The playoffs for the Mexican Baseball League (LMB) began this week, so it should be a joyous time. Instead, the 98-year-old professional league is embroiled in controversy surrounding the use of several foreign players who have allegedly false documents that identify them as Mexicans.
At his morning press conference Wednesday, President López Obrador requested that the Sports Appeals and Arbitration Commission (CAAD) investigate the irregularities that some LMB teams have presented — such as players with questionable birth certificates.
“What’s going on?” the president, a huge baseball fan, asked after a 3,700-word exposé by five reporters appeared Tuesday in the newspaper Proceso, detailing how many non-Mexican ballplayers have acquired fraudulent documentation saying that they are. In one case, two non-Mexican players from different countries had presented birth certificates from the same small community.
“Some teams are cheating, hiring what in baseball circles are said to be cachirules. Suddenly it appears that they were born in a town in Sinaloa, Durango, Chihuahua,” AMLO continued. “They obtained their birth certificates, and then they violate what is in the regulations — that there should be only a [certain] number of foreigners per team.”
The term cachirules dates back to a controversy 35 years ago when Mexico used soccer players older than the age limit in the under-20 World Cup, leading to the country’s disqualification from 1990 World Cup qualifying matches — and giving Mexican soccer a huge black eye.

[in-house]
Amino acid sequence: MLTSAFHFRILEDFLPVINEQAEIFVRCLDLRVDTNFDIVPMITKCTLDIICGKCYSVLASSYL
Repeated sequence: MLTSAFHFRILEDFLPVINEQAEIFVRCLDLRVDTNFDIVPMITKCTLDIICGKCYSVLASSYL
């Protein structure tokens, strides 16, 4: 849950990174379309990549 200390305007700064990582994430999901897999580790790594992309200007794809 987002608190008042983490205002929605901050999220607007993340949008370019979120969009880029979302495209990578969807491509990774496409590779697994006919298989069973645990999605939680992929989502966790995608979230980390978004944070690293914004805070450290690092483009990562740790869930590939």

The term itself is a mashup of the Spanish word cachibaches (“odds and ends” or “junk”) and the English word “rules.”
Many Mexican newspapers used the term in their coverage this week, including the Proceso article, which was headlined, “Cachirules in baseball, the new scam in Mexican sports.”
AMLO said he will ask Ana Gabriela Guevara, head of the National Commission for Physical Culture and Sports (CONADE), to enact a CAAD investigation to determine the scope of the irregularities. But he also urged the franchise owners to correct the violations on their own.
“Yes, let [CAAD] do the research,” AMLO said, “but I also take this opportunity to make a very respectful appeal to the team owners so that if they made this mistake, they can rectify it. It is wise to change your mind.”
Proceso provided extensive details on how players had acquired false documentation. Onelki García, a 34-year-old Cuban-born pitcher for the Mérida-based Yucatán Lions, has a birth certificate from the hamlet of Concordia, Sinaloa. Allegedly his parents went there to register their son as a Mexican national, but his father told Proceso that he has never been to Mexico.
The report detailed other similar cases, and a common trait was that many of these birth certificates were issued in small, remote towns, such as La Huacana, Michoacán, where — uncannily — both Venezuelan player Danry Vásquez and American Henry Gatewood were allegedly registered by their parents as Mexicans when they were newborns in the mid-1990s.
Horacio de la Vega, president of the LMB, said it’s up to the teams to make sure players’ documents are legal.
“I am not an authority to question the originality of a document,” he said. “If they come to me with a birth certificate or passport, I consider it legitimate.”